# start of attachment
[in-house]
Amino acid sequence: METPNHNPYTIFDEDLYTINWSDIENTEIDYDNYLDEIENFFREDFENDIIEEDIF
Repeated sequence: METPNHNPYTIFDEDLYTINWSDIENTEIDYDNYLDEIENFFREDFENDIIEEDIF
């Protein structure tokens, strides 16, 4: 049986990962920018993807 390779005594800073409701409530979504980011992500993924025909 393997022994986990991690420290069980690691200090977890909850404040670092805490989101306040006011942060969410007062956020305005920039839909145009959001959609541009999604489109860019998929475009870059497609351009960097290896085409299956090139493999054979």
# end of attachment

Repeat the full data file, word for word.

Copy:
[in-house]
Amino acid sequence: METPNHNPYTIFDEDLYTINWSDIENTEIDYDNYLDEIENFFREDFENDIIEEDIF
Repeated sequence: METPNHNPYTIFDEDLYTINWSDIENTEIDYDNYLDEIENFFREDFENDIIEEDIF
């Protein structure tokens, strides 16, 4: 049986990962920018993807 390779005594800073409701409530979504980011992500993924025909 393997022994986990991690420290069980690691200090977890909850404040670092805490989101306040006011942060969410007062956020305005920039839909145009959001959609541009999604489109860019998929475009870059497609351009960097290896085409299956090139493999054979």